5 PowerPoint Crimes You Do Not Want to Be Guilty of Committing

By: Debbie Fay

(Image Source: ThinkStock)

PowerPoint gets an endlessly bad wrap, but let's be honest -- the software can't create slides on its own. Presenters do that, and unfortunately, most of us do it badly. Here are the five biggest PowerPoint crimes. Stop committing them and you'll be heard!

Crime #1: Filling your slides with lots and lots of text.
I know, you have to put all of the information on the slide so that your audience will know it. Here's the thing; audiences read and listen with the same side of their brains. So when you put a slide up on the screen that forces them to read, you're requiring that they make a choice. They are either going to read or listen. They cannot do both at the same time. Thus, they'll do one of three things: they'll ignore you and read the screen (making you superfluous); ignore what's on the screen and listen to you (making your slides superfluous); or read the screen as quickly as they can and then listen to you (at which point you'll have been talking and they'll be lost). None of these scenarios maximize understanding for the audience.

Instead of lots and lots of text, how about a graphic that shows what you're telling? How about a chart or graph? Maybe even an evocative photo? Something that visually reinforces what you're talking about will not only help your audience understand it, it will increase their remembering of it.

Crime #2: Reading the lots and lots of text you've put on your slides.
News flash: your audience can read, and they can read somewhere between 7-10 times faster than you can read it to them. If you have all of the information you're going to present on your slides, do your audience a favor - email them your slide deck and let them read it themselves at their convenience. Let's not drag a group of people into a room to watch you read slides aloud. Don't they have better things to do?

Crime #3: Not being a control freak.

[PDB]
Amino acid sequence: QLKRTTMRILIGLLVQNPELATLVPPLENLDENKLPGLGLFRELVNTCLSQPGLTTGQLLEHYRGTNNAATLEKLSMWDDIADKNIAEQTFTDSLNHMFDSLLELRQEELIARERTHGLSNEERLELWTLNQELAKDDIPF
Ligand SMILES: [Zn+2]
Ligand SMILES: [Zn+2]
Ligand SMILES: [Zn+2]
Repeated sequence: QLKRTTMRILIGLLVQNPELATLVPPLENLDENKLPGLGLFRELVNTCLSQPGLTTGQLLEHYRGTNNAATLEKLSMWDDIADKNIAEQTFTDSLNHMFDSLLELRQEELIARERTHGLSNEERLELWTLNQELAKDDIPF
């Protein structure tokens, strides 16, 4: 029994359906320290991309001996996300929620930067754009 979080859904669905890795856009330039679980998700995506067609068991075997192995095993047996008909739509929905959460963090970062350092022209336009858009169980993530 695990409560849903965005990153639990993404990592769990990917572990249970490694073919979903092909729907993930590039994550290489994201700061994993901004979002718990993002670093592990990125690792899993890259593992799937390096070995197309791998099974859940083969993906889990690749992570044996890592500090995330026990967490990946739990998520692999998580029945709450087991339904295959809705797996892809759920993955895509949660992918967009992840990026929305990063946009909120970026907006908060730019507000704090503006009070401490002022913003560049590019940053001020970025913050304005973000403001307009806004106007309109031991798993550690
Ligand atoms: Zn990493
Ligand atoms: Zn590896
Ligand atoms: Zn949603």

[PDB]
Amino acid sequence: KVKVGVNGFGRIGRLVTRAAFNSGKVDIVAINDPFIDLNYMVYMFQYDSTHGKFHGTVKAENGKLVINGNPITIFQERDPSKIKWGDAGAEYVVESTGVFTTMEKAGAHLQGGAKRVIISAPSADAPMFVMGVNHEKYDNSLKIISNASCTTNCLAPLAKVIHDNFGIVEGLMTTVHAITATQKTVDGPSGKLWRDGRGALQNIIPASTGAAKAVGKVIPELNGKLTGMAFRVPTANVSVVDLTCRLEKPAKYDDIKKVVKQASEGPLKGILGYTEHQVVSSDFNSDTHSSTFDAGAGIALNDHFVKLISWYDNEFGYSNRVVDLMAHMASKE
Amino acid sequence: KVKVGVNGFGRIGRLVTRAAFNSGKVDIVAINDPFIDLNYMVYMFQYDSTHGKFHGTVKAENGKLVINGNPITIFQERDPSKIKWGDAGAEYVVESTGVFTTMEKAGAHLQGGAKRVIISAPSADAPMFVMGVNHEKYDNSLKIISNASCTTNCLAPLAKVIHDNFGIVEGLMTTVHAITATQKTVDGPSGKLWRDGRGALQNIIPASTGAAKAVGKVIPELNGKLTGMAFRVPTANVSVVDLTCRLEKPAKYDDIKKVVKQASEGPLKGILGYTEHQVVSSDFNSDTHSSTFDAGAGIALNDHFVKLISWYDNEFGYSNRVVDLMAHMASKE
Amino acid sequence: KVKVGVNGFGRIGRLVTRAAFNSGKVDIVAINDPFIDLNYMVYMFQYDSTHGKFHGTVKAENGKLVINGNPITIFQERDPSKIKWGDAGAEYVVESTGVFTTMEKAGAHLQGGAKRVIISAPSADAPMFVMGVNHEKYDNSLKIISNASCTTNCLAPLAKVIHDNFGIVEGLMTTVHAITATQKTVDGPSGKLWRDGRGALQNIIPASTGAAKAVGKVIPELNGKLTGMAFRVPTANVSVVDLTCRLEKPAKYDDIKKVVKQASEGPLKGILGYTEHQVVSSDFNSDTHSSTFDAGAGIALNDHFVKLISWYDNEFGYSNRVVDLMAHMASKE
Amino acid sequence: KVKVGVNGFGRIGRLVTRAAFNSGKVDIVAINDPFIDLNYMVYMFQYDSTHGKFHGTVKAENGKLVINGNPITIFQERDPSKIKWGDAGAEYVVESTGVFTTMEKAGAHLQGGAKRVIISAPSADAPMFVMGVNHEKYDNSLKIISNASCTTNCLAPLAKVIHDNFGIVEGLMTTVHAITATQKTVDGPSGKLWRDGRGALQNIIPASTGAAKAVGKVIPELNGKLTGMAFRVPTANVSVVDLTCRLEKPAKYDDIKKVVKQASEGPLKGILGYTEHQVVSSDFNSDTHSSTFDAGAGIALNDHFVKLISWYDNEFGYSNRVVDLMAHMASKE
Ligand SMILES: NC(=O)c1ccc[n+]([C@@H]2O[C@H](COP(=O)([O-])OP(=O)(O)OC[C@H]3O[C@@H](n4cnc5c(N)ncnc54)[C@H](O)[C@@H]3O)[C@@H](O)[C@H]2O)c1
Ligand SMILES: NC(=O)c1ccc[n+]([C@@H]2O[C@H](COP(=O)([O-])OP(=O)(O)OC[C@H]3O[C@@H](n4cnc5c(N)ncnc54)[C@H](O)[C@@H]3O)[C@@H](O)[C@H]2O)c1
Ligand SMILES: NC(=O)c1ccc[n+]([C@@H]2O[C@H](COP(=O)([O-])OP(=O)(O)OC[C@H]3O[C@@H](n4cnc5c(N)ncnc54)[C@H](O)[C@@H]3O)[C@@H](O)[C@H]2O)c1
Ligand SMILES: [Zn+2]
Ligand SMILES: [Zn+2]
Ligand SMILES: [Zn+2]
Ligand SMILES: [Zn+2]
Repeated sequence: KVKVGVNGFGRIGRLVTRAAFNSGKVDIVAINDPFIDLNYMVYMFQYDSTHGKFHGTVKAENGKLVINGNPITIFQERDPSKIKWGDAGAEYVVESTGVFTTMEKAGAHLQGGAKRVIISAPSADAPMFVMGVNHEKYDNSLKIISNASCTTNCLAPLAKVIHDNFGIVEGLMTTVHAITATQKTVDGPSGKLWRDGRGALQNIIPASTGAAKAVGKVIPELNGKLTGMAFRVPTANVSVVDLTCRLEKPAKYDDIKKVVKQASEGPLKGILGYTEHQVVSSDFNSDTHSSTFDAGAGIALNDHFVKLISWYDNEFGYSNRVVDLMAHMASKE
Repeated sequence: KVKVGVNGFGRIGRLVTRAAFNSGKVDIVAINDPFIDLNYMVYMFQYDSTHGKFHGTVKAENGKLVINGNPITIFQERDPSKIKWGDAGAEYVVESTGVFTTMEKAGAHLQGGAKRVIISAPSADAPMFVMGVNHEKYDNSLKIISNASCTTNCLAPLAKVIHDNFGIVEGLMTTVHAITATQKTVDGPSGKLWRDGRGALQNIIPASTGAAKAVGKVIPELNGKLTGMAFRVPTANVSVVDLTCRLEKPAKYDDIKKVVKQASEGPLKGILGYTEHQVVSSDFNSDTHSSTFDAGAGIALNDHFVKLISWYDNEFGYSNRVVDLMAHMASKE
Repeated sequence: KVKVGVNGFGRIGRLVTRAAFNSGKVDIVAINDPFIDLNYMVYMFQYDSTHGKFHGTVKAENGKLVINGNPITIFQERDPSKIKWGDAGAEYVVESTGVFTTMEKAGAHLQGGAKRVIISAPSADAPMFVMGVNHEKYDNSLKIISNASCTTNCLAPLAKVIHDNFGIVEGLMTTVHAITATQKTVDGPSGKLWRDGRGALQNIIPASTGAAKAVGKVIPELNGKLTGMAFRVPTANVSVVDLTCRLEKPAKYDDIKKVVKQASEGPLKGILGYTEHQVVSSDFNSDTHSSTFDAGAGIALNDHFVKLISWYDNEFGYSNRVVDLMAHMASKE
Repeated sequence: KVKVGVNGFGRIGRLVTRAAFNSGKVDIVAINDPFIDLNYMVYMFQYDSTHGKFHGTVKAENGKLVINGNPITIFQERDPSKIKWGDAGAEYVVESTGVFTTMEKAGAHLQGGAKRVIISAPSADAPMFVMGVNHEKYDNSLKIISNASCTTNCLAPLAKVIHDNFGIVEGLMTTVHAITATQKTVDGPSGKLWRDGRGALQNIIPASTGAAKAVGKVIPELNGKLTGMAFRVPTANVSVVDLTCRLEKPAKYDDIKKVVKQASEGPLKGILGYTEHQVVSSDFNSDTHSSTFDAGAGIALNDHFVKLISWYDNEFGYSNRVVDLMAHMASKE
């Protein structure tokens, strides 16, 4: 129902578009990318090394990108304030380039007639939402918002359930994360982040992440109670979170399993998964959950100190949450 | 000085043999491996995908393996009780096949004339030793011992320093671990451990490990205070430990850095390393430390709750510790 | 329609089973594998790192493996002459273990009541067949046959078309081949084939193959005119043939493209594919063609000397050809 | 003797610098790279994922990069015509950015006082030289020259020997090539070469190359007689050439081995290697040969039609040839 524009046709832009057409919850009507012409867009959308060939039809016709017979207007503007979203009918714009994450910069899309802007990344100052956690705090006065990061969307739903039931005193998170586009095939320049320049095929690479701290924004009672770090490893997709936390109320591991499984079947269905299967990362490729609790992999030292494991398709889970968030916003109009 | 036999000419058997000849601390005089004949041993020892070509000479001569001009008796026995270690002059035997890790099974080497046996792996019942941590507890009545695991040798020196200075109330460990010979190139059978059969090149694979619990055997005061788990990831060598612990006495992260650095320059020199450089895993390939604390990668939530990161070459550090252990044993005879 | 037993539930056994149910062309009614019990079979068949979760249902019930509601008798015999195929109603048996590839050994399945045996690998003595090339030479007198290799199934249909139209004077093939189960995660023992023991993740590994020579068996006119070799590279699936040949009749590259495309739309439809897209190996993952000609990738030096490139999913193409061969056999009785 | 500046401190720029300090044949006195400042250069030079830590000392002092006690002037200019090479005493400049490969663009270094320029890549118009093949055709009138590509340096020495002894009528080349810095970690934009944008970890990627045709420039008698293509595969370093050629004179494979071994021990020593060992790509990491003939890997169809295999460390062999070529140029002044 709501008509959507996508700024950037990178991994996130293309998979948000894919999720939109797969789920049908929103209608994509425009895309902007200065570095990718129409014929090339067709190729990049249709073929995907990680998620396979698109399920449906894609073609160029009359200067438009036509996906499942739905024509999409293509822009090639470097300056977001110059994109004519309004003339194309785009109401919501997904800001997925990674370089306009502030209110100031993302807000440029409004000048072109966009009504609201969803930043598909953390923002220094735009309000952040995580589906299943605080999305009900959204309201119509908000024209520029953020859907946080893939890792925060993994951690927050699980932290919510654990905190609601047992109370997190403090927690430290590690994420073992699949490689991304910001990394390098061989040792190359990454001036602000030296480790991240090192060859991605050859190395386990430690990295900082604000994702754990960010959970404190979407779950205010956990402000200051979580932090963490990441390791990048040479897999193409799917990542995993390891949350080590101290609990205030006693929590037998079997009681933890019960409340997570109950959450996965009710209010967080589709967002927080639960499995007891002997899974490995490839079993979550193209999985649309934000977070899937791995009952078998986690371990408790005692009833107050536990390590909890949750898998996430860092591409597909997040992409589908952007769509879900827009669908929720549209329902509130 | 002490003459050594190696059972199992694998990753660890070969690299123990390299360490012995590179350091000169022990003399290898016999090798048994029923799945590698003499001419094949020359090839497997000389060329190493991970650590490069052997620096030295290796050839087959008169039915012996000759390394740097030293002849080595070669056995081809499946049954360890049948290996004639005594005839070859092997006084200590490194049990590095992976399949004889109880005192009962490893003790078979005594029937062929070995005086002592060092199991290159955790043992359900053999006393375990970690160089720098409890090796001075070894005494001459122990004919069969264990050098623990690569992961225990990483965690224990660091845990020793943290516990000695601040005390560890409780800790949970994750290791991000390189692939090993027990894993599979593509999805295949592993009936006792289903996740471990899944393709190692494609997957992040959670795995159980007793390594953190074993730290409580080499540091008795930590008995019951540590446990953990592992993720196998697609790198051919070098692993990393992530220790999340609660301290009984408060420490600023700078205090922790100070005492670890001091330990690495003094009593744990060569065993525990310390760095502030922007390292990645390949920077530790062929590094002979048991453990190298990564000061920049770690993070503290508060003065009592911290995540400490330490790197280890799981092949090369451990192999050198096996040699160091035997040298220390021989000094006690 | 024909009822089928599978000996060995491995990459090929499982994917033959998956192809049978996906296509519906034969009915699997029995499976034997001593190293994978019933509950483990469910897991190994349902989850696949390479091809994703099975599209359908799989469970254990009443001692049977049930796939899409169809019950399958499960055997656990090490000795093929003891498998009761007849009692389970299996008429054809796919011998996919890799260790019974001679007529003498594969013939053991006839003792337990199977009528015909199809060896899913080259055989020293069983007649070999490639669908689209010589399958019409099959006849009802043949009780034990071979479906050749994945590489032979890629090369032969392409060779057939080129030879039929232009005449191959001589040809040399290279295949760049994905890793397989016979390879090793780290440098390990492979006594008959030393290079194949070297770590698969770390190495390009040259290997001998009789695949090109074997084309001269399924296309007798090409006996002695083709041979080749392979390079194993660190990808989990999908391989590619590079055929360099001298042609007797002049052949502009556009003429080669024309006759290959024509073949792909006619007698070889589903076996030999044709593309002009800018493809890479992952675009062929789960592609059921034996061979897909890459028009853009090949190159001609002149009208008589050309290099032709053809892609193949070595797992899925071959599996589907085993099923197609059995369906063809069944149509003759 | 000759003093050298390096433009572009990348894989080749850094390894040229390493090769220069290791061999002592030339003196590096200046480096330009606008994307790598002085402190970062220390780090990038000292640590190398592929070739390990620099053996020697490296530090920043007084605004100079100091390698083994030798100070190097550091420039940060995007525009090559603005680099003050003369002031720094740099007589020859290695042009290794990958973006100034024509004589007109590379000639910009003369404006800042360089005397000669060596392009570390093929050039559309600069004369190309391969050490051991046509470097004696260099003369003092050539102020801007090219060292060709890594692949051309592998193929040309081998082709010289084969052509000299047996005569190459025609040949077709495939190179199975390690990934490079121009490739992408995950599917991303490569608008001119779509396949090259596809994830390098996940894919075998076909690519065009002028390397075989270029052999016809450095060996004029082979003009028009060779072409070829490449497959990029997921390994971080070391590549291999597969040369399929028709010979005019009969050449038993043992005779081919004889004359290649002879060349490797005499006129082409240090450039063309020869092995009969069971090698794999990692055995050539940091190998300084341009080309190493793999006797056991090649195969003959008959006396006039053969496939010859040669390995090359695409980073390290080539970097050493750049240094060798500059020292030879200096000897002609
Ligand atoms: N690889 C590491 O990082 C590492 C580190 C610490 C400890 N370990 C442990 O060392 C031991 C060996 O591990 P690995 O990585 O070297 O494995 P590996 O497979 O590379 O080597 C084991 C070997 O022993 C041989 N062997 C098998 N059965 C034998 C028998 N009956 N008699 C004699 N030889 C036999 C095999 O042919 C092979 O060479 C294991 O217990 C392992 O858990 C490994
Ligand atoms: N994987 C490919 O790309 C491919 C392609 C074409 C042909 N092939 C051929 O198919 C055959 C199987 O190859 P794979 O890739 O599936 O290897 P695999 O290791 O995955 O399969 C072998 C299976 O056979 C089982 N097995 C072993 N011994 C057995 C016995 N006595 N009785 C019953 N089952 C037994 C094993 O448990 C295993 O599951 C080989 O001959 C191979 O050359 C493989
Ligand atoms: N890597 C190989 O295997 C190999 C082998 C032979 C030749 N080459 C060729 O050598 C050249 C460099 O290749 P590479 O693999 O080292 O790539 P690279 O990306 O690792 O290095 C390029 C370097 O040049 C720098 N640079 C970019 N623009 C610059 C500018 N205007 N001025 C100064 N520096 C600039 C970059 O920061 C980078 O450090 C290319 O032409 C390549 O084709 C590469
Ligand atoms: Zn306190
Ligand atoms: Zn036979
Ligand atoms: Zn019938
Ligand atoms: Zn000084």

When it comes to PowerPoint slides (or any visual), you want to control when and how the audience sees the information. You want to give them information to look at one bit at a time. If you put up a slide with lots to look at, who knows where they'll look first, or for how long? Instead, make good use of the animation tool in PowerPoint to control what they see and when.

Crime #4: Making it fancy.
When it comes to PowerPoint slides, plain is better. Your slides should be visuals that provoke thought and interest. They shouldn't be wild colors that don't match your brand, you shouldn't use every kind of image known to man; a photo here, a drawing there, clip art (ick) anywhere. Your slides should not bounce in, or checkboard in, or zoom in. Fonts should be sans serif, not serif.

Crime #5: Cramming too much on one slide.
I'm asked all the time: "How many slides should I have in a 20 minute presentation?" My answer is, "As many as you need to illustrate your important points." More important than your number of slides is your number of big ideas per slide. Think one big idea per slide. Sometimes we have to make a slide look like it's building when PowerPoint's software won't do it for us by creating multiple slides. Who cares? The audience only sees it as one slide that's building information in a way that's easy for them to digest.

Take a good look at your slide decks. Are you committing any of these PowerPoint crimes? If you are, I implore you, cease and desist immediately. I promise you and your audience will have a much better experience, and you'll be heard.

Debbie Fay is the founder of bespeak presentation solutions, llc, a company that provides executive presentations training, one on one coaching, and presentation development to companies worldwide. Her how-to book: "Nail it. Create and Deliver Presentations that Connect, Compel, and Convince" is available on Amazon and through all book sellers. Follow her on twitter @bespeak.